Reply Wed 27 Oct, 2010 03:46 pm
So today I was enjoying looking back through the illustrator, artist, wit, Christoph Niemann's past drawing/painting-with-commentary entries on his new york times blog (called Abstract City, in the opinion section), and found this one on weather:


I think I won't just copy one part of it, as it all makes sense as a whole.

His work may be a whaddayacallit, acquired taste, but me, I'm a big fan.

If you end up liking his work, there are more links to his other subject matter to the right side of the page. I had a thread once about his Coffee drawings, and added a link to his "Unpopular Science - Whether we like it or not, human life is subject to the universal laws of physics " entry earlier today on Boomerang's Oddball thread.
0 Replies
Reply Wed 27 Oct, 2010 07:47 pm
a weather bomb
sitting at the computer minding my own business ...
i thought a freight-train was rumbling through ...

nooo ... it's a weather bomb !

October 27, 2010 — A weather bomb is still bringing wild weather to parts of Ontario with gusty winds being the biggest story. Find out what's left of this powerful storm.

probably will have to look for the garbage pail in neighbour's backyard tomorrow .
Reply Wed 27 Oct, 2010 07:58 pm
I have been playing on-line scrabble this evening with folks from all around the U.S. In the chats, many are reporting severe weather in one form or another.
But they still beat me in the scrabble game.
Reply Wed 27 Oct, 2010 08:07 pm
Is there some way I could get you to look at the Niemann post, Rjb? 3 posts back?

Like, please?
Reply Wed 27 Oct, 2010 08:53 pm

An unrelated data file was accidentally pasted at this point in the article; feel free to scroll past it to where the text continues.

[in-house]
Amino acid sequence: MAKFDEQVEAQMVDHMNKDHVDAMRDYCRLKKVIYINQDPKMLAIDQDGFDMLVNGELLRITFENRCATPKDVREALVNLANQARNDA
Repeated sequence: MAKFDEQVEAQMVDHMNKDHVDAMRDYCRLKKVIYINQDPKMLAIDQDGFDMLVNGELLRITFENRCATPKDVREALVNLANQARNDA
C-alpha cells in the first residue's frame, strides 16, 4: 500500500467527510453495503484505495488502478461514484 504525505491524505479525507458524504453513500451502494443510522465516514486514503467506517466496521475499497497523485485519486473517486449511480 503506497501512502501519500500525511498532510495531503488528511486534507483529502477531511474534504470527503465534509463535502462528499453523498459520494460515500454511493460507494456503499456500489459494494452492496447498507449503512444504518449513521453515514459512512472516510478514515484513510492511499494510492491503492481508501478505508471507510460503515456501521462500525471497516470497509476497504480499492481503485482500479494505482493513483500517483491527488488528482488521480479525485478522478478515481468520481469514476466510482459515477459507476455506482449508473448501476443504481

I skimmed through it briefly before bedtime, Osso. I will take a closer look tomorrow.
Don't get your hopes up for a rave review.
Reply Thu 28 Oct, 2010 12:13 am
Ok, ok. Now you have to read the rest of his blog entries, starting with the physice one.
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Reply Tue 16 Nov, 2010 05:58 pm
It is a cold, wet night. It has been raining all day, hard at times.
Suburban streets are covered with a layer of fallen leaves which can be as slippery to drive on as ice.
The state police is reporting accidents on the interstates in my area due to rain and fog and foolish driver behavior. Multiple accidents with more than 100 vehicles involved. Several fatalities.
If I had to cross the mountain on a night like this one, I would get me behind a tractor trailer by about 100 yards and let him/her, a professional driver, do the navigating.
Reply Tue 16 Nov, 2010 06:13 pm
Add fog to that and youve got what weve got here in the Dutch country. Its a sloggy cold windy foggy rain that is dropping about 0.25" per hour. It soaks but keeps everything slippery.
Weve had one fatality today and a bunch of fender benders.